Former Officer Facing Retrial Following Release from Jail After 21 Years
Prosecutors say they plan to retry a former Fort Worth police officer who was recently released after serving more than 20 years of a life sentence for rape.
Dallas, TX - A former Fort Worth police officer convicted of the rape of a 13-year-old girl more than two decades ago is facing retrial after recently being released from prison. Media reports say the man was released after his accuser admitted to previously lying when she failed to acknowledge a previous sexual assault while providing testimony during the 1995 trial.
Source: Fox News Report “Former officer freed from life sentence after rape accuser admits she lied”
“DALLAS – A former Fort Worth police officer who served 21 years of a life sentence for raping a 13-year-old girl was freed Thursday after his accuser admitted that she lied when she didn't acknowledge a previous sex assault.
Tarrant County prosecutors have said they plan to retry the man following the Texas Court of Criminal Appeals’ ruling in April that he did not receive a fair trial. Sam Jordan, a spokeswoman for the Tarrant County district attorney's office, is quoted in news reports as stating of the case, “We feel that the evidence still substantiates the claim against him… It was a police officer. We call on them to protect a child, not cause harm to them.”
His accuser, who is now in her 30s, stands by the accusation that she was raped by the former officer, but admitted to authorities that she had also been sexually assaulted by her stepfather despite testifying in 1995 that she never previously had sex.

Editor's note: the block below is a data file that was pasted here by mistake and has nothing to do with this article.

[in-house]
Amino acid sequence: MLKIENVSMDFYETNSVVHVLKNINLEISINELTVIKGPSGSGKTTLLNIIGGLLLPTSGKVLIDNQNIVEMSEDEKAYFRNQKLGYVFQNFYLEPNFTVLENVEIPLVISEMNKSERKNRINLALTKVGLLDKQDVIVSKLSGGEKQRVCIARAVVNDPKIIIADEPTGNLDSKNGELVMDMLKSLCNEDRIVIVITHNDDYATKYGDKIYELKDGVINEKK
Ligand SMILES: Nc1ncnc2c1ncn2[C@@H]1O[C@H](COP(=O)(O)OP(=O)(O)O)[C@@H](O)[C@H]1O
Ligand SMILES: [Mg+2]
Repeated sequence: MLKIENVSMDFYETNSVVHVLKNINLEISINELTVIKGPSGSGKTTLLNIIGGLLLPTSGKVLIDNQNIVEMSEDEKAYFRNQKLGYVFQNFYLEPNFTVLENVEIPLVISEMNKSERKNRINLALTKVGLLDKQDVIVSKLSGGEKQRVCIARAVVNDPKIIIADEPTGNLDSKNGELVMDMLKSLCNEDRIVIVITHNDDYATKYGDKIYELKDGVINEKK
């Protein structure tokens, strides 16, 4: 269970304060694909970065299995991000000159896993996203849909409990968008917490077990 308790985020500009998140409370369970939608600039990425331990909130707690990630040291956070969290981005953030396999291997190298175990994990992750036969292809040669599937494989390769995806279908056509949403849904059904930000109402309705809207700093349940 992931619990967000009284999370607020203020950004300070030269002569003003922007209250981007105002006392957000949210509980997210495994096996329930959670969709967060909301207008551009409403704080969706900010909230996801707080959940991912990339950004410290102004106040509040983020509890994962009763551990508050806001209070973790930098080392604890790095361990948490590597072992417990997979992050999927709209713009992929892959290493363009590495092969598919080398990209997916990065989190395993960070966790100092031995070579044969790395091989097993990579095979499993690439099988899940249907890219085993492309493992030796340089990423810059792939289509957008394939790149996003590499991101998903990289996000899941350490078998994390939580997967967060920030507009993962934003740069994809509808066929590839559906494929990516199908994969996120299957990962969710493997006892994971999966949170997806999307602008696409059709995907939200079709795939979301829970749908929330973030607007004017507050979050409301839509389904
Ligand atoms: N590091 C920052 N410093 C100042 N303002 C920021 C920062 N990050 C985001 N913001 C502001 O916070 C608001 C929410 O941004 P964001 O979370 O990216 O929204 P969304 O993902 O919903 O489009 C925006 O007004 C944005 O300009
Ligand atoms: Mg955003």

The former officer received a life sentenced after being convicted of aggravated sexual assault.
Challenges Defendants Face in Being Retried After a Prison Release
The outcome for defendants who are retried after winning an appeal, and subsequently released, may vary depending on the circumstances. According to criminal defense attorney Mick Mickelsen, who is not connected to the case, in a number of these cases, prosecutors attempt to persuade defendants to take a plea bargain early on; however, it is important for those in this predicament to understand they have the same rights to due process as they did prior. Says the Dallas based criminal lawyer “many defendants look at the evidence used to convict them in a past trial as something that will automatically seal that fate in a new one, but this simply isn’t the case. However, it takes having the right legal support for getting over challenges that will come with making sure evidence introduced at an earlier trial does not pose the same level of threat.”
As noted in news reports, Franklin rejected a plea deal offered three years ago that would have allowed him release for time served. Regarding the latest developments, his attorney Dick DeGuerin is quoted as stating, “Here's a guy who's so insistent upon his innocence that he was willing to spend three more years in prison to prove it… There's not going to be a compromise or plea.”
To read more of Mickelsen’s writings on Texas state and federal criminal law matters visit the Broden Mickelsen law firm blog site.
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